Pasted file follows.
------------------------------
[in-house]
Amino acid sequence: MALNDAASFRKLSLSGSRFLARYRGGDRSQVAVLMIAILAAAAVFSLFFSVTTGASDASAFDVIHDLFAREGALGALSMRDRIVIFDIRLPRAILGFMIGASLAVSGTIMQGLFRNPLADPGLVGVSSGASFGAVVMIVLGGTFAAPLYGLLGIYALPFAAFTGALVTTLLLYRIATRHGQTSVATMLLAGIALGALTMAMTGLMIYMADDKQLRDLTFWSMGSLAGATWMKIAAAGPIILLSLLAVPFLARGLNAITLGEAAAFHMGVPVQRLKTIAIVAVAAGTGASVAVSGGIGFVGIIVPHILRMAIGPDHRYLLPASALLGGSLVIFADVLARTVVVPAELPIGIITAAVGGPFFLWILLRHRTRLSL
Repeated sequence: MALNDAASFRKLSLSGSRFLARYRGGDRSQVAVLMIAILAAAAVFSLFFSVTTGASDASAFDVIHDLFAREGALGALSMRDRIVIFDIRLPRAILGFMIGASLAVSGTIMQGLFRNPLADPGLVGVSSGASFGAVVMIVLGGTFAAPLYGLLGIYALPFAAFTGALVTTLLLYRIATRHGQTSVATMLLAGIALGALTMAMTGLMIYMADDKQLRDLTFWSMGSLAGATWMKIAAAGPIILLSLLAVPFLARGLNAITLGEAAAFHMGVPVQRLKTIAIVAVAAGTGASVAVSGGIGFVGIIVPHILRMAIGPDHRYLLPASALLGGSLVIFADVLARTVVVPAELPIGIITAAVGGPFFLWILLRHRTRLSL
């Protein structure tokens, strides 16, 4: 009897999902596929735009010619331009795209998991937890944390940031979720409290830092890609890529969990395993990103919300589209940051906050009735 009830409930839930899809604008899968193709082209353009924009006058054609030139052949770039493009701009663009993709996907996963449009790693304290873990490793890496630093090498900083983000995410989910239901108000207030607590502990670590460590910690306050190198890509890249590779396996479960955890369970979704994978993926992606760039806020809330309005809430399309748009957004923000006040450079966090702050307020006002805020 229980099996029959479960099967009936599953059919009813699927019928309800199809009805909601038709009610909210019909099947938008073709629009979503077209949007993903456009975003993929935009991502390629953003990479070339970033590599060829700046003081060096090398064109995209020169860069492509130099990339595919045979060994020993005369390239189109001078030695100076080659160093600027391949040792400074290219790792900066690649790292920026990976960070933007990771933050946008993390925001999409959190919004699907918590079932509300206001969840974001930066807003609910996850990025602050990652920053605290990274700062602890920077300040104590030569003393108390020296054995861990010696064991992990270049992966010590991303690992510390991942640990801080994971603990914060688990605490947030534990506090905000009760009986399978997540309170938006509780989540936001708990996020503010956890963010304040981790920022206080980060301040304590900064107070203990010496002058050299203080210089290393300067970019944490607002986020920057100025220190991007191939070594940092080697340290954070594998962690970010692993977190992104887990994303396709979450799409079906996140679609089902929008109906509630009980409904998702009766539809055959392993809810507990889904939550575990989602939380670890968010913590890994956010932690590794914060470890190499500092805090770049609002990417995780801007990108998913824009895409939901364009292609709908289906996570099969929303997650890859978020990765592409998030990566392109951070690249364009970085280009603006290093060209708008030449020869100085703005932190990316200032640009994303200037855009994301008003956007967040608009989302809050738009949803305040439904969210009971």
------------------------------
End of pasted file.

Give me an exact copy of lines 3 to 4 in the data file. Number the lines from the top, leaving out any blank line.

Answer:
Repeated sequence: MALNDAASFRKLSLSGSRFLARYRGGDRSQVAVLMIAILAAAAVFSLFFSVTTGASDASAFDVIHDLFAREGALGALSMRDRIVIFDIRLPRAILGFMIGASLAVSGTIMQGLFRNPLADPGLVGVSSGASFGAVVMIVLGGTFAAPLYGLLGIYALPFAAFTGALVTTLLLYRIATRHGQTSVATMLLAGIALGALTMAMTGLMIYMADDKQLRDLTFWSMGSLAGATWMKIAAAGPIILLSLLAVPFLARGLNAITLGEAAAFHMGVPVQRLKTIAIVAVAAGTGASVAVSGGIGFVGIIVPHILRMAIGPDHRYLLPASALLGGSLVIFADVLARTVVVPAELPIGIITAAVGGPFFLWILLRHRTRLSL
């Protein structure tokens, strides 16, 4: 009897999902596929735009010619331009795209998991937890944390940031979720409290830092890609890529969990395993990103919300589209940051906050009735 009830409930839930899809604008899968193709082209353009924009006058054609030139052949770039493009701009663009993709996907996963449009790693304290873990490793890496630093090498900083983000995410989910239901108000207030607590502990670590460590910690306050190198890509890249590779396996479960955890369970979704994978993926992606760039806020809330309005809430399309748009957004923000006040450079966090702050307020006002805020 229980099996029959479960099967009936599953059919009813699927019928309800199809009805909601038709009610909210019909099947938008073709629009979503077209949007993903456009975003993929935009991502390629953003990479070339970033590599060829700046003081060096090398064109995209020169860069492509130099990339595919045979060994020993005369390239189109001078030695100076080659160093600027391949040792400074290219790792900066690649790292920026990976960070933007990771933050946008993390925001999409959190919004699907918590079932509300206001969840974001930066807003609910996850990025602050990652920053605290990274700062602890920077300040104590030569003393108390020296054995861990010696064991992990270049992966010590991303690992510390991942640990801080994971603990914060688990605490947030534990506090905000009760009986399978997540309170938006509780989540936001708990996020503010956890963010304040981790920022206080980060301040304590900064107070203990010496002058050299203080210089290393300067970019944490607002986020920057100025220190991007191939070594940092080697340290954070594998962690970010692993977190992104887990994303396709979450799409079906996140679609089902929008109906509630009980409904998702009766539809055959392993809810507990889904939550575990989602939380670890968010913590890994956010932690590794914060470890190499500092805090770049609002990417995780801007990108998913824009895409939901364009292609709908289906996570099969929303997650890859978020990765592409998030990566392109951070690249364009970085280009603006290093060209708008030449020869100085703005932190990316200032640009994303200037855009994301008003956007967040608009989302809050738009949803305040439904969210009971």